Mercy has spent her life out on the moor but notices a new, chilling presence, a feeling of being watched as she goes about familiar tasks. Within the hall she hears unexplained noises above the expected creaks and movement of the old house. There have long been rumours of a curse, and her father is suffering a decline of mind.

    In her troubles Mercy finds herself drawn to Ellis although both keep their thoughts and fears close. Their interactions are noticed by a local man, Henry Ravens, who grows jealous and threatens to denounce Mercy. Within the hall, Bartram becomes agitated when items he values go missing. These include three old coins, one of which is found under the pillow of a young lad named Sam, the son of the head shepherd and a favourite of the master.

    Sam is often around the hall, spending time with Bartram in his study. As the year progresses and strange events continue to unfold the boy becomes agitated and withdrawn. Mercy suspects he knows more than he is saying but cannot coax him to confide in her. Likewise she is unwilling to share her fears with even those she would previously have trusted.

    Mutilated lambs are discovered and bad weather threatens the harvest. Along with the ghostly noises from an unused chamber within Scarcross there is much to concern the Booths and those who rely on their employ. Mercy fears that her sinfulness has brought down punishment from God. Ellis watches and waits, keeping his true reason for being there from all.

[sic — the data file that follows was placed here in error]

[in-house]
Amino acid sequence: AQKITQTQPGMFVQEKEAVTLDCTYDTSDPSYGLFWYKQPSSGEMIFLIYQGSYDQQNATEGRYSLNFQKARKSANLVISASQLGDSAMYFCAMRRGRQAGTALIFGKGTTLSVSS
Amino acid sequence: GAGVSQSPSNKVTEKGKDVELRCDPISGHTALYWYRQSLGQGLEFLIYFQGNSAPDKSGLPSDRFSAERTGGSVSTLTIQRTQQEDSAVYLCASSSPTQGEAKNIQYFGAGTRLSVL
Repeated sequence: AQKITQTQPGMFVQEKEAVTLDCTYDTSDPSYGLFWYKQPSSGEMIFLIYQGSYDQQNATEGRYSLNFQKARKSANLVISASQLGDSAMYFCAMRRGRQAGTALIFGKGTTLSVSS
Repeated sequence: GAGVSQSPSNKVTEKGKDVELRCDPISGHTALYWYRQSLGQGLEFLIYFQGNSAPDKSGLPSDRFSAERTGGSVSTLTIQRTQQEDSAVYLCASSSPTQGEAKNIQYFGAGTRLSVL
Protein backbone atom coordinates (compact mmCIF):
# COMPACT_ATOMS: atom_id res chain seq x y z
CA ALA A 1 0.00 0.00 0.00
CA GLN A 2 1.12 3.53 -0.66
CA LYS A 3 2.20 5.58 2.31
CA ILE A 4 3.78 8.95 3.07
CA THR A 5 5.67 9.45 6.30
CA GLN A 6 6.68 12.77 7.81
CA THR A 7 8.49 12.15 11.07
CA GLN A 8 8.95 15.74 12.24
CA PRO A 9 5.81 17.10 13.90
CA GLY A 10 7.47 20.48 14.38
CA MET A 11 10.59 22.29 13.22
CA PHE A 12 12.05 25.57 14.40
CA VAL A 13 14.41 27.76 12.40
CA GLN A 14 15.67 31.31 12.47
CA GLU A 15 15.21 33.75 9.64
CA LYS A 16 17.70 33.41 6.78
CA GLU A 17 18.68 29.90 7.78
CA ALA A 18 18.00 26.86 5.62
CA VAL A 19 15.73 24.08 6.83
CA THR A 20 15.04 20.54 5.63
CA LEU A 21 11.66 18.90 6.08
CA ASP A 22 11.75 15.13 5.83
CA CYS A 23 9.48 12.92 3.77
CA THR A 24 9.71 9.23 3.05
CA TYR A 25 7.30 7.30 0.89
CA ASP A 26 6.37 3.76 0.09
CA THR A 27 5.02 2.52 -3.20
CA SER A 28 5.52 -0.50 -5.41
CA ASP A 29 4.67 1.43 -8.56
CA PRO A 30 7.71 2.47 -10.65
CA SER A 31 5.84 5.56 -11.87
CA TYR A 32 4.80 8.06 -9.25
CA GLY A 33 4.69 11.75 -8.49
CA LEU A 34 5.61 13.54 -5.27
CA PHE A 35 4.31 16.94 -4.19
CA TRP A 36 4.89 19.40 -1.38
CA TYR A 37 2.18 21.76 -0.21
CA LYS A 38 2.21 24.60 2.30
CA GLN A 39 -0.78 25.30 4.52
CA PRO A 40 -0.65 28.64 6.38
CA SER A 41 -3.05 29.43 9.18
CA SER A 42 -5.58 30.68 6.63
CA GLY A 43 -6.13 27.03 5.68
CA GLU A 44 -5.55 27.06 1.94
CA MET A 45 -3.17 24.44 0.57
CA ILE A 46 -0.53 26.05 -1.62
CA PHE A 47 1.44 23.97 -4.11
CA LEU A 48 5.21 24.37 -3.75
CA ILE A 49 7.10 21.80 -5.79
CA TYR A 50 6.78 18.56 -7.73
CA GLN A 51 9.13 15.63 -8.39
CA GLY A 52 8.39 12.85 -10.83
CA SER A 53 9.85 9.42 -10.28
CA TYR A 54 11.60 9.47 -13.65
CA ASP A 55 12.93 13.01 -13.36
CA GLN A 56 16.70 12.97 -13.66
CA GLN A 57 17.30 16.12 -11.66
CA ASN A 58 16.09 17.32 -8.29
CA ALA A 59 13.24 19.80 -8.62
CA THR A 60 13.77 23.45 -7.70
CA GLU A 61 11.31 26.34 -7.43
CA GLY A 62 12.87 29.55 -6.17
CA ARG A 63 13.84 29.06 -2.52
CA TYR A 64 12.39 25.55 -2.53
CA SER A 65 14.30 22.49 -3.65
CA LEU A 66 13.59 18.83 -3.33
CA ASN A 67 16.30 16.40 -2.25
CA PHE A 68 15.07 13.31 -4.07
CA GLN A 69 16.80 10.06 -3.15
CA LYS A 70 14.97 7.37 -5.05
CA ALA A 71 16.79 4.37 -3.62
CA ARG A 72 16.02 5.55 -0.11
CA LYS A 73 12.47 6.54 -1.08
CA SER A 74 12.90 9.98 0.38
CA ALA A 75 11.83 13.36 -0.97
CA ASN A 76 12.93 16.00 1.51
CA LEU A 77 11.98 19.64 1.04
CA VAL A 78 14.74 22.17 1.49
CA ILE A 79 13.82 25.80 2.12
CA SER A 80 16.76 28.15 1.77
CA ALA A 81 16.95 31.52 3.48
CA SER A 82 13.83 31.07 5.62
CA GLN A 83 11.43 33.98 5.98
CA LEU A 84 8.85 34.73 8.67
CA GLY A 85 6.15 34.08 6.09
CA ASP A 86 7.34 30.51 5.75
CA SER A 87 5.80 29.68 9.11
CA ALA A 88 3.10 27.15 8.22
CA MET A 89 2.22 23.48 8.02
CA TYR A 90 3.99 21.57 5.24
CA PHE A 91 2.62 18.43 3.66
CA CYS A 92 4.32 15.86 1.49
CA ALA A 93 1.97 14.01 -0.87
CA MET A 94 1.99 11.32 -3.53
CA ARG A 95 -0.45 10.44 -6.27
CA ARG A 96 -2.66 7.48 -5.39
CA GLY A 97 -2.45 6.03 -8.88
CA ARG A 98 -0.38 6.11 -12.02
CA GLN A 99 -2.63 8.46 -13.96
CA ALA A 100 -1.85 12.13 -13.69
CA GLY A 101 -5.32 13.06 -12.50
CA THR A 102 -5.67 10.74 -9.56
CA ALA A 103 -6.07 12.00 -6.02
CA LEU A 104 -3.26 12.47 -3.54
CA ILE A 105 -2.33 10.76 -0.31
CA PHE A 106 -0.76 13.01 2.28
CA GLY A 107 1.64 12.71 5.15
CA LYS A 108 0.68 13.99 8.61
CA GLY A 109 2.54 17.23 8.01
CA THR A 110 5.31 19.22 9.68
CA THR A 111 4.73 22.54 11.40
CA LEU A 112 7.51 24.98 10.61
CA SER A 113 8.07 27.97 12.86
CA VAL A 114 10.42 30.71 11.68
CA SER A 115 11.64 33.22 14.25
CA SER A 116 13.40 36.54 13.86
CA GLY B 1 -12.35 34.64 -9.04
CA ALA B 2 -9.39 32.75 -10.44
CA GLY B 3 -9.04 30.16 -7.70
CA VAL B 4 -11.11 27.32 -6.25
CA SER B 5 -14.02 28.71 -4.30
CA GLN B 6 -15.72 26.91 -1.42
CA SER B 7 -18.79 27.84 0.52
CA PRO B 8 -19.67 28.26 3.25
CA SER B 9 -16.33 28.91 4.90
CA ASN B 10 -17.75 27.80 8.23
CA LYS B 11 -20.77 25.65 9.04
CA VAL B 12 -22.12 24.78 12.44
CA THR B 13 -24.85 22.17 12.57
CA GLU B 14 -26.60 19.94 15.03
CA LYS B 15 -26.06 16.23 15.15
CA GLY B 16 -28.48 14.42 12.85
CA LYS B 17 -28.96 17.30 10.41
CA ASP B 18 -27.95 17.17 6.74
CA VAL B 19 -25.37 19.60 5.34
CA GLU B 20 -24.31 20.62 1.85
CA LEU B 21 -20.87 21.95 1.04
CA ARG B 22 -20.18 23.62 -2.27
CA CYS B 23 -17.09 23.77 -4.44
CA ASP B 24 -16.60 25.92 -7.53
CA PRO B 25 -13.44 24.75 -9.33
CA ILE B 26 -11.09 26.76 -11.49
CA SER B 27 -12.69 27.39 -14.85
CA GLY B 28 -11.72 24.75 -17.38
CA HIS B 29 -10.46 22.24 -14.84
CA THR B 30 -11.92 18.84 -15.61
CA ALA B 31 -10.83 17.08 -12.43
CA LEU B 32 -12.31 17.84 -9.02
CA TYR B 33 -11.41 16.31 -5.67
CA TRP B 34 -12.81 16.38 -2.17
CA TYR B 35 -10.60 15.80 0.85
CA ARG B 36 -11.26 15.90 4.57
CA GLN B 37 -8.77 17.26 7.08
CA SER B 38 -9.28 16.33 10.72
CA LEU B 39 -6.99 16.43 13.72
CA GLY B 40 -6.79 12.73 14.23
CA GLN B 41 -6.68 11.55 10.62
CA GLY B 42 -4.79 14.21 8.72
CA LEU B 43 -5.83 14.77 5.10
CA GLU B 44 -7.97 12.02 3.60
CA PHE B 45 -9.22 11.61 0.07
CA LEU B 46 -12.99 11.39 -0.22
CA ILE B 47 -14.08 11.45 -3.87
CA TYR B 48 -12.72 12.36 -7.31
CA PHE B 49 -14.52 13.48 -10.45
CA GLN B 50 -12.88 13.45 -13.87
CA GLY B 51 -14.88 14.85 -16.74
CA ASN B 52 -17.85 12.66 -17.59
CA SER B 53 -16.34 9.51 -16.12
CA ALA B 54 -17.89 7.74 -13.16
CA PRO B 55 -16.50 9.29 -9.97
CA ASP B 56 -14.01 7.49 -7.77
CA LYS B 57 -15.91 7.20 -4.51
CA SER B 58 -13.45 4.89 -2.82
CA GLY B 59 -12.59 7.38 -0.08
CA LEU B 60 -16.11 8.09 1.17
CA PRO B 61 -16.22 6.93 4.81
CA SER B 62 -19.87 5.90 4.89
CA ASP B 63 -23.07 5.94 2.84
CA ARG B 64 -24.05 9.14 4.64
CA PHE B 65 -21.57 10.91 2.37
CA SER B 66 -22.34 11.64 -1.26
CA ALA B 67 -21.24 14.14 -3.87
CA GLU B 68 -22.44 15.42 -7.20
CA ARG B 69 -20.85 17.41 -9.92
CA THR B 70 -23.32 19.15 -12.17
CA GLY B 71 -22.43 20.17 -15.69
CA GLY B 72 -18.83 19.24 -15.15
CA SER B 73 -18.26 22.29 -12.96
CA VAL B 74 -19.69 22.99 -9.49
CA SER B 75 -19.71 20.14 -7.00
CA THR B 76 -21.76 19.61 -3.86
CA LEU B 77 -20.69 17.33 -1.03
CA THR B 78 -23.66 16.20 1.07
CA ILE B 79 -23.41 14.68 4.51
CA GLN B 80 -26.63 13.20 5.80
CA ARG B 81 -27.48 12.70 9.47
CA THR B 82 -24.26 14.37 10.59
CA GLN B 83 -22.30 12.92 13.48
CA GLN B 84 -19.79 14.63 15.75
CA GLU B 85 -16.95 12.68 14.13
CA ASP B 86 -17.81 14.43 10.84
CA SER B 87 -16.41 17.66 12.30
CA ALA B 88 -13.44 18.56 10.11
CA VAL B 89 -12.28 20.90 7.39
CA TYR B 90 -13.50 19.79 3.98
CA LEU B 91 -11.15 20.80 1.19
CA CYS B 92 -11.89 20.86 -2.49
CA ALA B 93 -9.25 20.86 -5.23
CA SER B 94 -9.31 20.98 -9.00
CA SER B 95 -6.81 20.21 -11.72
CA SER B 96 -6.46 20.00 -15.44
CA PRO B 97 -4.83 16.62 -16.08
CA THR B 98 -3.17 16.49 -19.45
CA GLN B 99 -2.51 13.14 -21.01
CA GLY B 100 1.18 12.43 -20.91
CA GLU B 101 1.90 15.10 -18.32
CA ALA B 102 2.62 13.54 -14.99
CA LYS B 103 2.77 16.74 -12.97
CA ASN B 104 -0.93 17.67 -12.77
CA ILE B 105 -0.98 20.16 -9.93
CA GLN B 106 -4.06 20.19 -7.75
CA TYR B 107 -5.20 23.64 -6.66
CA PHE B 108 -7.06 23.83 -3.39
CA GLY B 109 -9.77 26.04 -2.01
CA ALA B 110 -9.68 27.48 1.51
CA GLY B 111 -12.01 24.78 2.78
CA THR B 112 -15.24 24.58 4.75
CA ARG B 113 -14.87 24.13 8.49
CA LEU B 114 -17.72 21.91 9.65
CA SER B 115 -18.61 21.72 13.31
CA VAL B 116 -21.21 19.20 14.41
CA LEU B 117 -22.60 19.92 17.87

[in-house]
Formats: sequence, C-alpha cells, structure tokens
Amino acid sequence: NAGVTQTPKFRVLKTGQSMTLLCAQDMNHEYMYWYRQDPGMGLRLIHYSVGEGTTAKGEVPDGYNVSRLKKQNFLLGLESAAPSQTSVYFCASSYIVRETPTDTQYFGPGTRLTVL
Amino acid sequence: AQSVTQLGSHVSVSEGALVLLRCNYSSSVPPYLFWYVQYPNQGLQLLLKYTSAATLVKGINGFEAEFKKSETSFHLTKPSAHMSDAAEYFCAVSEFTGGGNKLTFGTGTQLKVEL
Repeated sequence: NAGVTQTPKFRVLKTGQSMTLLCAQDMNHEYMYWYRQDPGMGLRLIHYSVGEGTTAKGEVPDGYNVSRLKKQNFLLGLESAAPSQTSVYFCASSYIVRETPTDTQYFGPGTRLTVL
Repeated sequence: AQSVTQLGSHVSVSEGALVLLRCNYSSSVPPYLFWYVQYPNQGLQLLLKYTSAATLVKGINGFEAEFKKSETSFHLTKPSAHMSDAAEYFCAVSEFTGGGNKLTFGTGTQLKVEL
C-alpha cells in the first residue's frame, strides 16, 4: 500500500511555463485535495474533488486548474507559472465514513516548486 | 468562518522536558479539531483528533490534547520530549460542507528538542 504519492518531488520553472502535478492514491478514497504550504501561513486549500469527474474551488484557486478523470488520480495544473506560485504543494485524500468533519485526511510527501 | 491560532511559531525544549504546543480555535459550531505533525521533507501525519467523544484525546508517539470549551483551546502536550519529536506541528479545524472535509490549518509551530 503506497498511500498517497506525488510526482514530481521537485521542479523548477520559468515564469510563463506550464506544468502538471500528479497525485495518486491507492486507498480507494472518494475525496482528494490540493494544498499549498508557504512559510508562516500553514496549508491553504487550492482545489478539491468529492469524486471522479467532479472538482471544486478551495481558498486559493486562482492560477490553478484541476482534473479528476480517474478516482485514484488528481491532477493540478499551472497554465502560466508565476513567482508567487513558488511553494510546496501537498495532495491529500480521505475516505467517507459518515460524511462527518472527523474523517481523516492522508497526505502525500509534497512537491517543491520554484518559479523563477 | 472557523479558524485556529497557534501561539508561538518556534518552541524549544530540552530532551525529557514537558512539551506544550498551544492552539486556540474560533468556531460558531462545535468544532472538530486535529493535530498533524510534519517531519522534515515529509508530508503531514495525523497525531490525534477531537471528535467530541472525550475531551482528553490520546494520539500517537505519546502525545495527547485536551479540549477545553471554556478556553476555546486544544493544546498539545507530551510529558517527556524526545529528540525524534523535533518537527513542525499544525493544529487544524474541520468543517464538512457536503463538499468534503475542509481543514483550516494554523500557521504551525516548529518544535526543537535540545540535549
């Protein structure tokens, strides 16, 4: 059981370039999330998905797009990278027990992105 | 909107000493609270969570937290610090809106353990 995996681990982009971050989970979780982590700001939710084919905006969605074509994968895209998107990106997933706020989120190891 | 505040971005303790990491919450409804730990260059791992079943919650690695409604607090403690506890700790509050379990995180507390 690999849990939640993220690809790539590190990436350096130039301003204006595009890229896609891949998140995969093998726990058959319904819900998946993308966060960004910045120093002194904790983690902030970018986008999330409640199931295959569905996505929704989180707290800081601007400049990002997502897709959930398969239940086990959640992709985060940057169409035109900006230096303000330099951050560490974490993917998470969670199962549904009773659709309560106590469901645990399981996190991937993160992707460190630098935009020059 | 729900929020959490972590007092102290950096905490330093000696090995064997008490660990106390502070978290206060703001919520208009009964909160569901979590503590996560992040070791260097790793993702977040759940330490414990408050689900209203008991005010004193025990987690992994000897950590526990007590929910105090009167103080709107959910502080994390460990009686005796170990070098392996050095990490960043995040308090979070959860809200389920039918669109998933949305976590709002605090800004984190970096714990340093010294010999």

The plot has many elements of a good ghost story: a run down hall housing secretive sinister artefacts; rumours of an ancient curse linked to the devil; fear of the dead returning; accusations of witchcraft. The church plays a role as does the stranger with a past that is revealed gradually. It is unfortunate that I guessed the main twist early on, and that I struggled to maintain engagement as the Booth’s troubles mounted. I would have preferred a tighter plot construction and a clearer drawing together of the mysterious and the supernatural.

    Having said that the last fifty pages held the strongest part of the story. There was horror aplenty and a spine chilling final line.

    A tale that started and ended well enough but felt somewhat bloated in between. I am left feeling underwhelmed.

    My copy of this book was provided gratis by the publisher, Headline Review.